Overall, youth in both the CBT and the control group improved on their psychological outcomes 6 and 12 months after baseline. CBT did not have an additional effect in improving anxiety, depression, HRQOL, social functioning, coping, illness perceptions, and sleep problems, when compared to the control condition. We think that the awareness created by participating in a RCT had a positive effect on the psychological outcomes of youth in both groups. Offering a full protocol of CBT in youth with relatively low somatic and psychological burden does not seem to be necessary.

Notes

Acknowledgements

We thank our financial supporters Stichting Crohn en Colitis Ulcerosa Fonds Nederland/Maag Lever Darm Stichting, Fonds NutsOhra, Stichting Theia, and Stichting Vrienden van het Sophia. Furthermore, we are very grateful to the patients and their parents that consented, and to the participating hospitals and their professionals that included patients: Erasmus Medical Center (coordinating center), Albert Schweitzer Hospital, Maasstad Hospital, Haga Hospital, Amphia Hospital, and Leiden University Medical Center. We also thank the psychologists that provided the therapy.

Funding

This work was supported by Stichting Vrienden van het Sophia [Grant Number 985 to JCE]; Stichting Crohn en Colitis Ulcerosa Fonds Nederland/Maag Lever Darm Stichting [Grant Number 14.307.04 to EMWJU]; Fonds NutsOhra [Grant Number 1303-012 to EMWJU]; and Stichting Theia [Grant Number 2013201 to EMWJU].

Compliance with Ethical Standards

Conflict of interest

JCE received financial support from Merck Sharp & Dohme (research support), Janssen (advisory board), and AbbVie (advisory board). EMS received financial support from National Institutes of Health (grant), Crohn and Colitis Fund America (grant), AbbVie (consultancy), Merck (consultancy), iHOPE Network (consultancy), and royalties for book editing from APPI. For Luuk Stapersma, Gertrude van den Brink, Jan van der Ende, Michael Groeneweg, Frederieke H. de Bruijne, Manon H.J. Hillegers, Elisabeth M.W.J. Utens none were declared.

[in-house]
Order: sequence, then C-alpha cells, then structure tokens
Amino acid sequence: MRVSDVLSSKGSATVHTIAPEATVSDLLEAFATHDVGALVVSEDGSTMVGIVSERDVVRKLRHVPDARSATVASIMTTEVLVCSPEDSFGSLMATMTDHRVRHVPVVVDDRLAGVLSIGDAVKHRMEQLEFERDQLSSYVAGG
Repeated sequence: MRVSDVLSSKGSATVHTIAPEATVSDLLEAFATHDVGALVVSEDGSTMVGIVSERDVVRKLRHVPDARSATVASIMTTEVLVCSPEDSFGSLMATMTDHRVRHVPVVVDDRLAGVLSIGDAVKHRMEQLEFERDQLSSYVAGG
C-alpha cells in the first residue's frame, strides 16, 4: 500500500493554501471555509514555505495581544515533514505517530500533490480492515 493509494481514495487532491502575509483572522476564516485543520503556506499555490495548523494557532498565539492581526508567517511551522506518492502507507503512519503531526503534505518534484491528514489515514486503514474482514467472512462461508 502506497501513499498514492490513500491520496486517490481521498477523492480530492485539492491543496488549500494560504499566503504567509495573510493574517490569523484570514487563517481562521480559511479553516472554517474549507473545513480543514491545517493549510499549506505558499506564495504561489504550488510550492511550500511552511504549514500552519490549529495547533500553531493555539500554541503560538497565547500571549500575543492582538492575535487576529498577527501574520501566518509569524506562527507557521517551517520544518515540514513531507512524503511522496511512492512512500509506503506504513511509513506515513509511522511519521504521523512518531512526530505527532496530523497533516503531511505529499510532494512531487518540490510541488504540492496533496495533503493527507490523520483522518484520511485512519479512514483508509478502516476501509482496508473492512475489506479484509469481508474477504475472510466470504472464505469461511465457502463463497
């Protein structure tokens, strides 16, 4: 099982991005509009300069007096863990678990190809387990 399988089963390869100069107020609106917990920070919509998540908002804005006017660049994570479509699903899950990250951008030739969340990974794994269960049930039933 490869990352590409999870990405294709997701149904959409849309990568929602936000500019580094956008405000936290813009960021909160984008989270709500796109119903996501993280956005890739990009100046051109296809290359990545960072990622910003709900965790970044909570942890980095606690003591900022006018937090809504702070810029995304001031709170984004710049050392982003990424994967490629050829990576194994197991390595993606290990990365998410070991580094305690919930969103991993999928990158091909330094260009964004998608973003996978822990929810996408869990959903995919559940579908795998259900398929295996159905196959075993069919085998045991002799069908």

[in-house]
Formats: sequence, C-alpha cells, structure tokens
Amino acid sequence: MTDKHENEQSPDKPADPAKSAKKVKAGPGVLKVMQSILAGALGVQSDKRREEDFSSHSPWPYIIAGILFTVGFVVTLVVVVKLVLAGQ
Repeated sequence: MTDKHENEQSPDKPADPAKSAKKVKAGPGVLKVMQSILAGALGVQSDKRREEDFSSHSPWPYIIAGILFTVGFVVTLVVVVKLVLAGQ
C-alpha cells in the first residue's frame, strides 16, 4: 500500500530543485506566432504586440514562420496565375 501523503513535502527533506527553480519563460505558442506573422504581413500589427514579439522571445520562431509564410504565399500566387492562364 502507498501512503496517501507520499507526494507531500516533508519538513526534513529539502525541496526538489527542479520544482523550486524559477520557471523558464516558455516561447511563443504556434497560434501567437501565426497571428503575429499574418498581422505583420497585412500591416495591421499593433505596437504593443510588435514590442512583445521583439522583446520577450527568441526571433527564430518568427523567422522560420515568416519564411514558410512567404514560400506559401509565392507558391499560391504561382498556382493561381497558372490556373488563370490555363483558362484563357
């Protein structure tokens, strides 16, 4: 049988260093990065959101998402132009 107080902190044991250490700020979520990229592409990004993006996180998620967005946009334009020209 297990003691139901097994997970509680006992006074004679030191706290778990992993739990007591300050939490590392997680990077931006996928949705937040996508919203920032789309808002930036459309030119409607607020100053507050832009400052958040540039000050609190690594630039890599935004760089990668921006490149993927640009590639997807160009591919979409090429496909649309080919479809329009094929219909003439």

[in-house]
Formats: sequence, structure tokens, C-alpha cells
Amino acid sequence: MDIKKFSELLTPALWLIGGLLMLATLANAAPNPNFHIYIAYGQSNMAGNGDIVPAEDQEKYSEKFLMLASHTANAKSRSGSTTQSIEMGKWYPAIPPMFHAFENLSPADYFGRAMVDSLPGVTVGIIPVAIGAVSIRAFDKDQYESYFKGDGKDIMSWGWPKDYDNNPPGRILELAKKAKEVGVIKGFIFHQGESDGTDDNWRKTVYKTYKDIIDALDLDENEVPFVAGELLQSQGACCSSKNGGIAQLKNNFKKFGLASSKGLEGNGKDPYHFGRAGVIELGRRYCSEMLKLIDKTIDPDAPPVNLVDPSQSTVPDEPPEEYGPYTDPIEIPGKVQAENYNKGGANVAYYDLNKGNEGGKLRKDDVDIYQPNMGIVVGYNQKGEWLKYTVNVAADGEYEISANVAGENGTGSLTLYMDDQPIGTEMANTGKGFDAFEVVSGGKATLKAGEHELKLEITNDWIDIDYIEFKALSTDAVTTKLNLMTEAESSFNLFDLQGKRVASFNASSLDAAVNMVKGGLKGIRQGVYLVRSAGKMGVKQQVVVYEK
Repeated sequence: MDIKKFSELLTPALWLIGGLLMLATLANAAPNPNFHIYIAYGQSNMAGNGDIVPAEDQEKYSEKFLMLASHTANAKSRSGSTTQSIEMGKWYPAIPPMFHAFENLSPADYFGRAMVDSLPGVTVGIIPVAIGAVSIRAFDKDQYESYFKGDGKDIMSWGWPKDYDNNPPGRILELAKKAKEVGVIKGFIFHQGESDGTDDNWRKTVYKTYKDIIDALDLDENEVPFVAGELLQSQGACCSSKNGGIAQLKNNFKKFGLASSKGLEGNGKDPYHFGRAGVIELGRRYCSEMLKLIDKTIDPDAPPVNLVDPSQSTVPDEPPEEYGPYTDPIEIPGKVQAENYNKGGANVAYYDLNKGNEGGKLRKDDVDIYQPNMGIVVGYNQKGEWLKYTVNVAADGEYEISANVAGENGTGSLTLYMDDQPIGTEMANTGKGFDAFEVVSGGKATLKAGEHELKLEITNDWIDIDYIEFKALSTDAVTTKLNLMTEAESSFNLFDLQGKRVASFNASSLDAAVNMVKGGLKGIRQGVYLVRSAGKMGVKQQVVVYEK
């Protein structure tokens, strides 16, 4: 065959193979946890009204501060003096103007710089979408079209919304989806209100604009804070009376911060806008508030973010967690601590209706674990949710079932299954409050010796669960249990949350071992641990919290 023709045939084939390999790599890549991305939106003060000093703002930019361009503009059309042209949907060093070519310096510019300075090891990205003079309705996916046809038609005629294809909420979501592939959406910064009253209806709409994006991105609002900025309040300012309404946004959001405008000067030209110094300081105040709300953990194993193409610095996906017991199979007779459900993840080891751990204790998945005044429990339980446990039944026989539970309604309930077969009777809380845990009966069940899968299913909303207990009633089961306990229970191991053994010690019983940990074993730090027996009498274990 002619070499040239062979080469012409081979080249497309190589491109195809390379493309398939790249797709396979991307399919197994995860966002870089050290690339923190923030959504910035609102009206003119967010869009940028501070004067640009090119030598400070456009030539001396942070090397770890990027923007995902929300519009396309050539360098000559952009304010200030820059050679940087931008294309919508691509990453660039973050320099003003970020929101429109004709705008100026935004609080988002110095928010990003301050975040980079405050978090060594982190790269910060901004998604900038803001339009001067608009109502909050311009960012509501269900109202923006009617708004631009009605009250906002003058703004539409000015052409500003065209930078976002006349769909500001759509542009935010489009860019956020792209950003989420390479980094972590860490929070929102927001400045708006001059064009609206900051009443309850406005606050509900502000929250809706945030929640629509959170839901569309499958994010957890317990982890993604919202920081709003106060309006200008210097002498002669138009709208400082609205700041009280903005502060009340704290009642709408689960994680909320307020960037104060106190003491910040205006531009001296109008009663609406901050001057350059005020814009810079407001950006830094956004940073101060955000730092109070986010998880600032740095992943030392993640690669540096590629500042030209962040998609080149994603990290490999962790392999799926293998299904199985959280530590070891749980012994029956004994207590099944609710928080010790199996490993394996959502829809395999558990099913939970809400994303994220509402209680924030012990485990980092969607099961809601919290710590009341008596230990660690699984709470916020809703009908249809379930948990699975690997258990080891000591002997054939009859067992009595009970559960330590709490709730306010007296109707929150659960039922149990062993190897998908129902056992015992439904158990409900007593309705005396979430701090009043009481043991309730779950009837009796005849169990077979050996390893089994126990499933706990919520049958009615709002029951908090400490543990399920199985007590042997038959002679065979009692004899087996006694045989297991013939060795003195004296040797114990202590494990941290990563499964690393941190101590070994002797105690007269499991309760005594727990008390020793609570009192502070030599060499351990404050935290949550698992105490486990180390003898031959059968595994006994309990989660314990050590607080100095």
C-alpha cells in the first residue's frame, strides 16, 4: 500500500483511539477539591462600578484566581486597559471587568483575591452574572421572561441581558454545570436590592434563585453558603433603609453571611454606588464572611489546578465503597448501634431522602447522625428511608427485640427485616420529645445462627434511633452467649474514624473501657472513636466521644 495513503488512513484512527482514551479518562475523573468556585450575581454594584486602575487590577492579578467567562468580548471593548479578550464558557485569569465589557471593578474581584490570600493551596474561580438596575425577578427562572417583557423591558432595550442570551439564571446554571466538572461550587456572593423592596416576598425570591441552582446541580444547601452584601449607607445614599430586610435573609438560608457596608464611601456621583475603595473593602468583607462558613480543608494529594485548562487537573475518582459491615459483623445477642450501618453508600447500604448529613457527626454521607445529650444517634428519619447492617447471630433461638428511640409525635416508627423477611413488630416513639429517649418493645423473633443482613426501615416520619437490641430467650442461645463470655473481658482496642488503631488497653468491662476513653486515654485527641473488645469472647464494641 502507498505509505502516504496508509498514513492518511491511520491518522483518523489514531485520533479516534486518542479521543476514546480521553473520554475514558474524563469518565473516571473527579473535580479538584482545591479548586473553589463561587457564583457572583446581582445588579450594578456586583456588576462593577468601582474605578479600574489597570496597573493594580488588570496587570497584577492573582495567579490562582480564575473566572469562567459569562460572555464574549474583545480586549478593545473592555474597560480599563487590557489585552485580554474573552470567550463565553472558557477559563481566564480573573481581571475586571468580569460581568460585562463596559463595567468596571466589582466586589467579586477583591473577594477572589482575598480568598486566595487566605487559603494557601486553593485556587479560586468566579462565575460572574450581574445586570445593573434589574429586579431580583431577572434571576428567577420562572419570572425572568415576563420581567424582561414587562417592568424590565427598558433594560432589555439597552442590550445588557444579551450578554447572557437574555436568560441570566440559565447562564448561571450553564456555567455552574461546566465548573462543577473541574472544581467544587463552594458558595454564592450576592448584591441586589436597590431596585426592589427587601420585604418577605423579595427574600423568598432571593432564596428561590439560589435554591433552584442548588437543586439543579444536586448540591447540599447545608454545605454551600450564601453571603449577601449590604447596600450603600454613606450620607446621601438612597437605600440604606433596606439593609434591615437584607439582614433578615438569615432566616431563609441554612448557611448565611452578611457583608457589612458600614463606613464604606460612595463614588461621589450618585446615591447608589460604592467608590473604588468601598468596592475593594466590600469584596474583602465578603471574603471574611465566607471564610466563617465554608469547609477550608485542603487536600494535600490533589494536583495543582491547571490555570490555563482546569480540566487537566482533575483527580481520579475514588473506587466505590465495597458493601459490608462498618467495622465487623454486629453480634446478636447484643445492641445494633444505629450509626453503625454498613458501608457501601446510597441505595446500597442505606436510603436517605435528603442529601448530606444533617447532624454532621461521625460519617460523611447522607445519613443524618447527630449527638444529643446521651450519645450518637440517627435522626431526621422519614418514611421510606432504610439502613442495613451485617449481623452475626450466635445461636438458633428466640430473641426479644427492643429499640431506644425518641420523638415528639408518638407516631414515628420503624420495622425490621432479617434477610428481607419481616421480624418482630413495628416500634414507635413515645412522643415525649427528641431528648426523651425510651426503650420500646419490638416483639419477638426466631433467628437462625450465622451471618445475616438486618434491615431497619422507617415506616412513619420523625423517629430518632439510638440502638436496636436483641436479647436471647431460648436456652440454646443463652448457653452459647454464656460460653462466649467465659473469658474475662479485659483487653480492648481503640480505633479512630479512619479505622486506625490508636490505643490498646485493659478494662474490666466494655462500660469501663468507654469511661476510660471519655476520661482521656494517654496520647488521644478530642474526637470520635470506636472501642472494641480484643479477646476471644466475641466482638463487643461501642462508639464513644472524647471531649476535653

Ethical Approval

All procedures performed were in accordance with the ethical standards of the institutional and/or national research committee and with the 1964 Helsinki Declaration and its later amendments or comparable ethical standards.

Informed Consent

Informed consent was obtained from all individual participants included in the study.

Research Involving Human Participants and/or Animals

This research did not involve any experiments with animals performed by any of the authors.

References

  1. Achenbach, T. M., & Rescorla, L. A. (2001). Manual for the ASEBA school-age forms & profiles. Burlington, VT: University of Vermont, Research Center for Children, Youth, & Families.Google Scholar
  2. Achenbach, T. M., & Rescorla, L. A. (2003). Manual for the ASEBA adult forms & profiles. Burlington, VT: University of Vermont, Research Center for Children, Youth, & Families.Google Scholar
  3. Adamiak, T., Walkiewicz-Jedrzejczak, D., Fish, D., Brown, C., Tung, J., Khan, K., … Kugathasan, S. (2013). Incidence, clinical characteristics, and natural history of pediatric IBD in Wisconsin: a population-based epidemiological study. Inflammatory Bowel Diseases, 19, 1218–1223.  https://doi.org/10.1097/mib.0b013e318280b13e.
  4. Arnett, J. J. (2010). Adolescence and emerging adulthood: A cultural approach (International Edition) (4th ed.). Prentice Hall: Pearson.Google Scholar
  5. Bennebroek Evertsz, F., Sprangers, M. A. G., Sitnikova, K., Stokkers, P. C. F., Ponsioen, C. Y., Bartelsman, J., … Bockting, C. L. H. (2017). Effectiveness of cognitive-behavioral therapy on quality of life, anxiety, and depressive symptoms among patients with inflammatory bowel disease: A multicenter randomized controlled trial. Journal of Consulting and Clinical Psychology, 85, 918–925.Google Scholar